While many Americans are still feeling the pain of the Great Recession in the form of unacceptably high unemployment and mounting foreclosures, corporate America has come roaring back in 2010. According to results released Friday by the Bureau of Economic Analysis, “corporate profits grew 36.8 percent in 2010, the biggest gain since 1950.”
But these numbers hide the fact that not all industries are doing well. In fact, the recent growth in corporate profits was driven almost entirely by the financial industry:
Domestic profits of financial corporations increased $57.7 billion in the fourth quarter, compared with an increase of $34.6 billion in the third. Domestic profits of nonfinancial corporations decreased $10.1 billion in the fourth quarter, in contrast to an increase of $0.3 billion in the third. In the fourth quarter, real gross value added of nonfinancial corporations increased, and profits per unit of real gross value added decreased.
The financial industry now accounts for about 30 percent of corporate operating profits. As the Wall Street Journal’s Kathleen Madigan wrote, “that’s an amazing share given that the sector accounts for less than 10% of the value added in the economy.” Before the Great Recession, the financial industry accounted for about 23 percent of corporate profits.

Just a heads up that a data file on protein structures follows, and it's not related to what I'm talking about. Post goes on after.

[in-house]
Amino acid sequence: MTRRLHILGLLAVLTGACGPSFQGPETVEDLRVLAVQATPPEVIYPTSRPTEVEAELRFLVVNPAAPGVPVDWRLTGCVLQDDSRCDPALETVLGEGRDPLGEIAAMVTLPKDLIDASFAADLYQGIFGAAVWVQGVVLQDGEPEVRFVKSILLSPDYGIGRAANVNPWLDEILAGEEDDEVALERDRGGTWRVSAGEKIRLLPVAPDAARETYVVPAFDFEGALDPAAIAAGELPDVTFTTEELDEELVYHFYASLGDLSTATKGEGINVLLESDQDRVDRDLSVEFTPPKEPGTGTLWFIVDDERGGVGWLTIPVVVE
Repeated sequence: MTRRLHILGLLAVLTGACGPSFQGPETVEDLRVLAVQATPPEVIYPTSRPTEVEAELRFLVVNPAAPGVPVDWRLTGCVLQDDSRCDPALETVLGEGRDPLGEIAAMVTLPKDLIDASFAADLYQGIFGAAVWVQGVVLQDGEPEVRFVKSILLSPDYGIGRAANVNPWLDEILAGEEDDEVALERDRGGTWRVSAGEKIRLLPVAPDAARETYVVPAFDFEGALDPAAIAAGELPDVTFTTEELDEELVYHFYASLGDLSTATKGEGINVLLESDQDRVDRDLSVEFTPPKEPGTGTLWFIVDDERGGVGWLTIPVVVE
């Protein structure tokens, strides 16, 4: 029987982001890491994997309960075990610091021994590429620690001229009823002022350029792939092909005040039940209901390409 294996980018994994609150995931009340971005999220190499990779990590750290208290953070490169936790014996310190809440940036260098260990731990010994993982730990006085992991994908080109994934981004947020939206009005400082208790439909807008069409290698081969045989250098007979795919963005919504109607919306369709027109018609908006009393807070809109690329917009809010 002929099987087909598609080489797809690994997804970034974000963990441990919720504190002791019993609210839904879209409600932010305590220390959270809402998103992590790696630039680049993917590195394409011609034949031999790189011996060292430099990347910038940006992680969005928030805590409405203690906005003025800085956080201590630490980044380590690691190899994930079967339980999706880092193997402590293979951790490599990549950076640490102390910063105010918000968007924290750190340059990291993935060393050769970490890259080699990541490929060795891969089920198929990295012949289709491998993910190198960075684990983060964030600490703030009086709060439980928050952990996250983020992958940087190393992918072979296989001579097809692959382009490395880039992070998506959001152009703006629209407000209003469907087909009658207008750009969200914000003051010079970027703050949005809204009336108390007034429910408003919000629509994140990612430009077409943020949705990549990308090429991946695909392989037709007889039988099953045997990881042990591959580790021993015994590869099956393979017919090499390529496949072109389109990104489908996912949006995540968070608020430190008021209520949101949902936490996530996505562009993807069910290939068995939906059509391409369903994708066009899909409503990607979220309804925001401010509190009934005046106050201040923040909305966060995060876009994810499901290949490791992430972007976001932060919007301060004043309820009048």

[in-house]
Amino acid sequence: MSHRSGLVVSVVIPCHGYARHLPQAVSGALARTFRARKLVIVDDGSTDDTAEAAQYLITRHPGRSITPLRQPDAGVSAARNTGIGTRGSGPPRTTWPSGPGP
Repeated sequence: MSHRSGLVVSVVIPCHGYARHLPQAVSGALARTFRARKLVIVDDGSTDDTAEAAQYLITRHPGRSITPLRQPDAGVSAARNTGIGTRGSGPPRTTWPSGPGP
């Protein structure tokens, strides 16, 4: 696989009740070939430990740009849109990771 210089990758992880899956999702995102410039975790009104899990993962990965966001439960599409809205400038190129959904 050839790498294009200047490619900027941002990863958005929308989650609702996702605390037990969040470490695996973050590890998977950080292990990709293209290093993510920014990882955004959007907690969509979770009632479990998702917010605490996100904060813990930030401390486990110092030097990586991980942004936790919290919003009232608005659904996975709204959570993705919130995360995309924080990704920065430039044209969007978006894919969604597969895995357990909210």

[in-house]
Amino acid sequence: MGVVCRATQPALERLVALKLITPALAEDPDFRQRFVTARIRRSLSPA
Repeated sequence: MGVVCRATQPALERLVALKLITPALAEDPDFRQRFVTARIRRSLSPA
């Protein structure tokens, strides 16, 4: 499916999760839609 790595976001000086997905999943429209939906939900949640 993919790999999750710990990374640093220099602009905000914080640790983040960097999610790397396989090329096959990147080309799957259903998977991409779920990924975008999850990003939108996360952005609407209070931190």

At the same time that it’s reaping an ever-larger share of corporate profits, the financial industry is lobbying hard against new rules in Congress that would restrict some of its activities. For instance, the banks are trying to delay (and ultimately repeal) a new rule limiting how much they can charge merchants for the use of debit cards. They have all but ended the push the enact a bank tax on the largest financial institutions, and they are fighting tooth and nail against a settlement regarding the foreclosure fraud scandal that would involve them modifying $20 billion worth of mortgages.
Several of these banks have also paid nothing in corporate income taxes in recent years, taking advantage of the byzantine corporate tax code to hide profits offshore. So, as Madigan noted, “given the latest profit numbers, it is hard for banks to cry poverty” regarding new regulations that are coming online or for having to pay homeowners to rectify past abuses.
Yglesias has more:
As long as profits in this sector are so high, a disproportionate share of hard-working greedy people will flow into it, deploying their intelligence to try to find ways to game the system, depriving more entrepreneurial sectors of the economy some of the talent they need.